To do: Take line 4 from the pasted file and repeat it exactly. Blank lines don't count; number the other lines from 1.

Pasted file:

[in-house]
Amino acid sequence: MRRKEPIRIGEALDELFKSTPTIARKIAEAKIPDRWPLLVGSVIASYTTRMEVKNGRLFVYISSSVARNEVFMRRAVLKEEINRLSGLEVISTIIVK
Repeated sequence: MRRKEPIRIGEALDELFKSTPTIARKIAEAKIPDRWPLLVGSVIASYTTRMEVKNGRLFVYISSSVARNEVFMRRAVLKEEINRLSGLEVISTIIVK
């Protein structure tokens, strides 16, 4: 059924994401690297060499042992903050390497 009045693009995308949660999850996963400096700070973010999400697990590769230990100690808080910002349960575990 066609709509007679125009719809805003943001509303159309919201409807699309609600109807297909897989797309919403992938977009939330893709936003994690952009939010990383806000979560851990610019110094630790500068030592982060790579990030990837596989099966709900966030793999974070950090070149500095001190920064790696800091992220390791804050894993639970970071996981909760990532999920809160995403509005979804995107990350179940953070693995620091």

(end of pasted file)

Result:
């Protein structure tokens, strides 16, 4: 059924994401690297060499042992903050390497 009045693009995308949660999850996963400096700070973010999400697990590769230990100690808080910002349960575990 066609709509007679125009719809805003943001509303159309919201409807699309609600109807297909897989797309919403992938977009939330893709936003994690952009939010990383806000979560851990610019110094630790500068030592982060790579990030990837596989099966709900966030793999974070950090070149500095001190920064790696800091992220390791804050894993639970970071996981909760990532999920809160995403509005979804995107990350179940953070693995620091």